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Central Massachusetts Experiences Rare Tornado, Area Hams Hasten to Help


At least two tornadoes touched down in Central Massachusetts late in the afternoon on Wednesday, June 1. The storm pulverized or sheared off the tops of roofs on Main Street in Springfield, a city of more than 150,000, located about 90 miles west of Boston. A debris-filled funnel swept into downtown from the west, then swirled across the Connecticut River, which runs through the city. Like their counterparts in Alabama and Missouri who responded when storms hit those regions, hams in Western Massachusetts volunteered their time and radios to the American Red Cross and the National Weather Service.

According to ARRL Eastern Massachusetts Section Emergency Coordinator Rob Macedo, KD1CY, six hams from the Western Massachusetts ARES® group mobilized to support the American Red Cross in staffing shelters in Springfield, Monson and Brimfield, as well as the American Red Cross office in Springfield. “This part of the operation is winding down, and the Red Cross is looking to see what other tasks radio amateurs may be needed, which may include helping out with damage assessment,” Macedo said on Thursday morning.

Stefan Rodowicz, N1SR, reported that hams with RACES were already at the Emergency Operations Center in Worcester County and Springfield when the tornado touched down. Using the call WC1MAC (Region 3 RACES), they coordinated through the Mt Tom repeater and provided communications for the three shelters. Meanwhile, across town, ARES® District Emergency Coordinator Tom Doyle, N1MUV, was stationed at the American Red Cross in Springfield. At 9:30 PM. Doyle told the ARRL that there had apparently been several touchdowns in the region, and normal communications was “ragged, but coming back.” Much of the area was still without power or landline phones, as of the morning of Thursday, June 2.

Macedo said that as of Thursday, ARES® in Eastern Massachusetts has not received requests by the American Red Cross, Salvation Army, cities or towns for assistance. “The National Weather Service in Taunton, Massachusetts -- which serves most of Massachusetts, including Boston, as well as Rhode Island and most of Connecticut -- is working with Amateur Radio SKYWARN operators from Western Massachusetts,” Macedo explained. “Ray Weber, KA1JJM, and PJ Howe, N1PJ, are assisting the NWS with damage surveys, as is former ARRL Eastern Massachusetts Section Manager Mike Neilsen, W1MPN. Neilsen is a meteorologist and a Special Advisor to ARES®/SKYWARN.” Hams in Connecticut and Massachusetts conducted SKYWARN nets, providing timely reports to the National Weather Service offices in Taunton and Albany, New York. The Albany office covers Berkshire County in Massachusetts and Litchfield County in Connecticut.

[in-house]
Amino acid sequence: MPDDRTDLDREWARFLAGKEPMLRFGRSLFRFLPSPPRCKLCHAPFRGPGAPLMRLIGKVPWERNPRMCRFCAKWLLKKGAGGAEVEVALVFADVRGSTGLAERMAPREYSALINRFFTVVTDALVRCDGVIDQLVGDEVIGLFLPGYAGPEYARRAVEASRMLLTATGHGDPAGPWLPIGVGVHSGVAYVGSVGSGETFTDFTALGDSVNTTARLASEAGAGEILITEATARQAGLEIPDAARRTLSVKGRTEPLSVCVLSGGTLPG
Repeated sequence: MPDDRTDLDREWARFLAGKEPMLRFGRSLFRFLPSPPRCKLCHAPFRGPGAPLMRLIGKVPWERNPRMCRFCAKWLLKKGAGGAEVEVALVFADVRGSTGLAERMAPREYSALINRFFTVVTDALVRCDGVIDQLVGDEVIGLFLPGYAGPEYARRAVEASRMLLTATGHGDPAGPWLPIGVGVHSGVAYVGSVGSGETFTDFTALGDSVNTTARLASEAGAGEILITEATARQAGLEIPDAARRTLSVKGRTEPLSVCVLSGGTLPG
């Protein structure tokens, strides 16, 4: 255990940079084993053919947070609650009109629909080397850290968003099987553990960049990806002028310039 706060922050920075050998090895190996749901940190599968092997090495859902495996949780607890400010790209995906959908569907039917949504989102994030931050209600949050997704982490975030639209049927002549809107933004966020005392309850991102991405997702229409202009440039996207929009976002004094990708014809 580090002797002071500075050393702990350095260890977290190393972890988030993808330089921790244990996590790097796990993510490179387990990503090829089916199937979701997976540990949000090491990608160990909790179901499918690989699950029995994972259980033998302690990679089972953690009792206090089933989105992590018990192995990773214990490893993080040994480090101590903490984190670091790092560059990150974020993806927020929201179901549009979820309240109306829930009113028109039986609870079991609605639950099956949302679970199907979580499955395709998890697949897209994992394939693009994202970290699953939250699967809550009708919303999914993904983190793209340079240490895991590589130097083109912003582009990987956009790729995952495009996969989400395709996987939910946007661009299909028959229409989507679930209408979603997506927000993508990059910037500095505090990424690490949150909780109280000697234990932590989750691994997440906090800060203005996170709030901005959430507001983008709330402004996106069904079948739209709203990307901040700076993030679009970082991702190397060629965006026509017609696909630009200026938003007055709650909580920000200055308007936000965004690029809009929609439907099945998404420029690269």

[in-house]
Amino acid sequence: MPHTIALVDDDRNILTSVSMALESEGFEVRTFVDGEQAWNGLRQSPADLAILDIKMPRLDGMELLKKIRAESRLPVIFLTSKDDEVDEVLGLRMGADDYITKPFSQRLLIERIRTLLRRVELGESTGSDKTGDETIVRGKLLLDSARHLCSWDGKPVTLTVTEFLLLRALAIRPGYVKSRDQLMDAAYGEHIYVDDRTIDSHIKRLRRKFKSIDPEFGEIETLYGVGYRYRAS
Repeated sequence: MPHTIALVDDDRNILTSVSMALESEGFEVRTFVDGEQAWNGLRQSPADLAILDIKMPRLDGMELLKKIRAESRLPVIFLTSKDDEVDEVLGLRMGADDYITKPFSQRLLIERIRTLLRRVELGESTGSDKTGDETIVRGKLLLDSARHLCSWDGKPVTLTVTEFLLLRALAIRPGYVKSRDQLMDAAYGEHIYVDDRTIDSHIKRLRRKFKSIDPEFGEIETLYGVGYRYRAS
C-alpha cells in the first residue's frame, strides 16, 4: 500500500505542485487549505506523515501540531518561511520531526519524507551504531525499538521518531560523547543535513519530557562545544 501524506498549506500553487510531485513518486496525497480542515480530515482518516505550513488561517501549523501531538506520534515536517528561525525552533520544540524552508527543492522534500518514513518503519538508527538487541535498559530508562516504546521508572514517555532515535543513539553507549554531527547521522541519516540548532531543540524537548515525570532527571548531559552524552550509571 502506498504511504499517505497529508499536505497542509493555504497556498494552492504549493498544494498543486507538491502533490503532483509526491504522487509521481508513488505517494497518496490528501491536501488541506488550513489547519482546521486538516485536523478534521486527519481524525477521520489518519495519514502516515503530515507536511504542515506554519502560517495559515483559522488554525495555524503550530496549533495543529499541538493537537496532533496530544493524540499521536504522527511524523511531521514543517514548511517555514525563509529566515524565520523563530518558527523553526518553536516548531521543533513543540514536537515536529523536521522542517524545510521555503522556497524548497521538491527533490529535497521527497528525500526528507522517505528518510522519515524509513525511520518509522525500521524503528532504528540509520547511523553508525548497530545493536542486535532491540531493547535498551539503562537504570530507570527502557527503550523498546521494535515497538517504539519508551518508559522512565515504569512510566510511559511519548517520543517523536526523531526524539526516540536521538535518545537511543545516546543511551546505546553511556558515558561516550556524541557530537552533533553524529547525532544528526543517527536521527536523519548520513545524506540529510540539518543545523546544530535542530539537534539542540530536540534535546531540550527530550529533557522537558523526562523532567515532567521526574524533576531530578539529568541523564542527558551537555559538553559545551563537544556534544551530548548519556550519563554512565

Western Massachusetts ARES Section Emergency Coordinator John Ruggiero, N2YHK, ran net control for the Worcester County SKYWARN Net on the Paxton, Worcester and Marlboro repeater systems, with assistance from Kevin Paetzold, K1KWP. Steve Craven, N9SC, ran the SKYWARN Net on the Mt Tom Repeater.

The Amateur Radio Station at the Taunton NWS office, WX1BOX, was active from noon-11 PM, with SKYWARN self-activating that morning at 8:15. “This was in response to the warm front that produced large hail in advance of the cold front that spawned the severe weather and tornadoes over Northwestern Connecticut, Western, Central and Interior Northeast Massachusetts and Southern New Hampshire,” Macedo explained.

Macedo said that the Western Massachusetts Section was severely impacted. “Homes and businesses in 19 communities sustained damage, and at least eight communities -- Westfield, Springfield, Agawam, Brimfield, Monson, Wilbraham and Sturbridge -- experienced severe damage, including homes that were destroyed,” he said. “Southbridge also appeared to be hit hard, as well.” The ARRL Western Massachusetts Section includes Worcester, Hampden, Hampshire, Franklin and Berkshire Counties.

Massachusetts Governor Deval Patrick declared a state of emergency and called up 1000 National Guardsmen after the storms. He said on Wednesday, June 1 that the death toll of four persons was preliminary and that police and firefighters were going door to door in Springfield to ensure that no one was trapped in damaged buildings.

According to the Storm Prediction Center in Norman, Oklahoma, Massachusetts hasn’t experienced a tornado since 2008. The last killer tornado in Massachusetts was on May 29, 1995, when three people died in Great Barrington, a town along the Massachusetts/New York state border. The state’s deadliest recorded tornado on June 9, 1953, killed 94 people in the Worcester area. Worcester is about 50 miles east of Springfield.



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